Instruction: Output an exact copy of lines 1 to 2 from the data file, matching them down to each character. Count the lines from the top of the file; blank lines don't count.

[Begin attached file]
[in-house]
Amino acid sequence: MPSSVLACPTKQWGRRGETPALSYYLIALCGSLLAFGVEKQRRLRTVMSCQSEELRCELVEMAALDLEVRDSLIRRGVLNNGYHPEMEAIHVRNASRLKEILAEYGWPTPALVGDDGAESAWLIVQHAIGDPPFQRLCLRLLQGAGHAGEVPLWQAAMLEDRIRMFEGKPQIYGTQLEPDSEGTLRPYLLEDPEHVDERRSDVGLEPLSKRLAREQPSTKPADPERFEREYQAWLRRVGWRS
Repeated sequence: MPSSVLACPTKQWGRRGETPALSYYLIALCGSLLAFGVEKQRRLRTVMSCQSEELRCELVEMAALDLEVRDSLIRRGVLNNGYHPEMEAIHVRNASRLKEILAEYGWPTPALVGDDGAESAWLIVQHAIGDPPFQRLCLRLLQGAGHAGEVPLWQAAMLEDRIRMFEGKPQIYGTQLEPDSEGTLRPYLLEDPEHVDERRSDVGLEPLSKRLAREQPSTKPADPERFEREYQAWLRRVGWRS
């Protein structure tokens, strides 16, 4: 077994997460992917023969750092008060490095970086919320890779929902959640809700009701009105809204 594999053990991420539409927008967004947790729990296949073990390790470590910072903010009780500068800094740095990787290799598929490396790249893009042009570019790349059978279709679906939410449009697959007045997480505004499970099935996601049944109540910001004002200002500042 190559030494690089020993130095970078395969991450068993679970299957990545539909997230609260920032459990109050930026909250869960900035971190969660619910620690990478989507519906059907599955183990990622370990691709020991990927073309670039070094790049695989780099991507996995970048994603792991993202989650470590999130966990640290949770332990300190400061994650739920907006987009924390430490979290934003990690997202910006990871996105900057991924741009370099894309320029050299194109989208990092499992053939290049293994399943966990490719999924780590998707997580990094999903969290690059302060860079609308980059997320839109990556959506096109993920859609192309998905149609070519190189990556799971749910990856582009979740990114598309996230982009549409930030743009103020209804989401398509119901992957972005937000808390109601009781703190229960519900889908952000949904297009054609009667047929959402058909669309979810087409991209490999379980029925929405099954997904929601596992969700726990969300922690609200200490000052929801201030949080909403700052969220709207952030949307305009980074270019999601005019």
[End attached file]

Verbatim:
[in-house]
Amino acid sequence: MPSSVLACPTKQWGRRGETPALSYYLIALCGSLLAFGVEKQRRLRTVMSCQSEELRCELVEMAALDLEVRDSLIRRGVLNNGYHPEMEAIHVRNASRLKEILAEYGWPTPALVGDDGAESAWLIVQHAIGDPPFQRLCLRLLQGAGHAGEVPLWQAAMLEDRIRMFEGKPQIYGTQLEPDSEGTLRPYLLEDPEHVDERRSDVGLEPLSKRLAREQPSTKPADPERFEREYQAWLRRVGWRS